At last week’s workshop “Launching an AR-Sales Partnership Program” we had a number of insightful questions. We posted one item already about getting feedback from recorded sales training but here is another that came from a participant.
We were suggesting the use of inquiry as a way of asking analysts about the influence they have in your market space. Questions such as “how many short lists did you review in the past week (month)?” are examples of ways that a short inquiry can be used to approximate the impact on sales. However, what if you don’t have a contract and cannot do an inquiry?
We always suggest that inquiry access with your key (tier one) analysts is a requirement for AR teams. But with the current economy and associated tight AR budgets we are hearing of some teams that wind up without all the desired contracts. So how do you pose these questions without inquiry?
Most analysts will reply to well-placed and appropriate questions during a briefing (note: this has been a problem with Gartner analysts – we suggested a workaround in the SageInsight sent to client “Schedule inquiries the day after briefing Gartner analysts to deal with the ‘no questions during briefings’ issue”). We always suggest that you have prepared a sequence of general questions to go with every interaction of any type. These of course include such things as “what research are you working on next?” or “what interesting thing did you learn at the XXX conference”. Placed in context you could also ask about the kinds of questions that IT buyer clients are asking or places where the market might be changing. This gives you the rationale to ask questions that would give you insights into the influence this analyst has in a particular market.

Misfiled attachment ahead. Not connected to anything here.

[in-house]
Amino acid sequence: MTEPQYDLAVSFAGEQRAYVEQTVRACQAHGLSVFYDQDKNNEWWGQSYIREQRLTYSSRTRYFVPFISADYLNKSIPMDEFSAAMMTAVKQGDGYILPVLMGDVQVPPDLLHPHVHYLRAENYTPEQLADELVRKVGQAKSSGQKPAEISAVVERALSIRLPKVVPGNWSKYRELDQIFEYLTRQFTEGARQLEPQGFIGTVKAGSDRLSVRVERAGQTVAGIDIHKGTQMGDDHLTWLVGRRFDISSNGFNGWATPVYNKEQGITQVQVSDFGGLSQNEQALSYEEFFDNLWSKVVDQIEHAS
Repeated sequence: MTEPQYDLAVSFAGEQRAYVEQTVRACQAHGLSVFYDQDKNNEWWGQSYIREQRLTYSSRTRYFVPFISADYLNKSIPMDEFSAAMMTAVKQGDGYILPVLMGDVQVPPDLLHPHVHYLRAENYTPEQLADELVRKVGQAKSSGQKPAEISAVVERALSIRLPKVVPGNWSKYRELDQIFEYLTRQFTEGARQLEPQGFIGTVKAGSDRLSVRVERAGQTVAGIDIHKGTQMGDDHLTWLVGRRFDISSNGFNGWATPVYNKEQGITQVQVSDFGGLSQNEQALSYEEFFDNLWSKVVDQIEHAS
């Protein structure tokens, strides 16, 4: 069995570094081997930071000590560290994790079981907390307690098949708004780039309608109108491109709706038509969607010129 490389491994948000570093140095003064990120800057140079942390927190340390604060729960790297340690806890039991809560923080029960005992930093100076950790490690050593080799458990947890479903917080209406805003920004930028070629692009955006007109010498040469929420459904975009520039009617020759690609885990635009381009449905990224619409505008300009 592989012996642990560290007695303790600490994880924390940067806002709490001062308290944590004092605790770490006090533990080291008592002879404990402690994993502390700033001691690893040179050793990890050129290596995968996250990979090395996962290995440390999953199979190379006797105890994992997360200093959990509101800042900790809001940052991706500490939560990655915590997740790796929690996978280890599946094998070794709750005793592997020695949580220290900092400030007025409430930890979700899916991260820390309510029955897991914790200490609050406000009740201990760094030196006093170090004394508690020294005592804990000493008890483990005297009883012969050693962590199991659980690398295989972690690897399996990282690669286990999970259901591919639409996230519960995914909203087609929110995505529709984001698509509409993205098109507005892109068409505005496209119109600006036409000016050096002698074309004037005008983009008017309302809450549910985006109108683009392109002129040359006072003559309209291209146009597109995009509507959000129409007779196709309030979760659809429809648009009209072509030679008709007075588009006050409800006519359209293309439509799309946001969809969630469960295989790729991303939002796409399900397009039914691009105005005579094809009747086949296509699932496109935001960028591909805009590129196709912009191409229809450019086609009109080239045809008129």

While having inquiry privilege is the best approach you can be creative and still get some information.
Another potential resource is the analyst firms’ account representatives. They might collect the information for you to build the relationship for potential sales. Of course the “price” you might pay will be having to field multiple phone calls from the sales representatives once they do you this favor. However, this might be worth it to get data that you can use with your executives.
- Have a list of questions prepared for every analyst interaction – of any kind
- Make impact tracking an ongoing activity and document the data you obtain
- Evaluate your analyst lists regularly to ensure you are focused on the analysts that are most influencing your customers and prospects
We will answer some of the other participant questions in future posts.
Questions: Do you have an easy feedback loop from your sales teams? How do you assess the impact of analysts on your sales deals?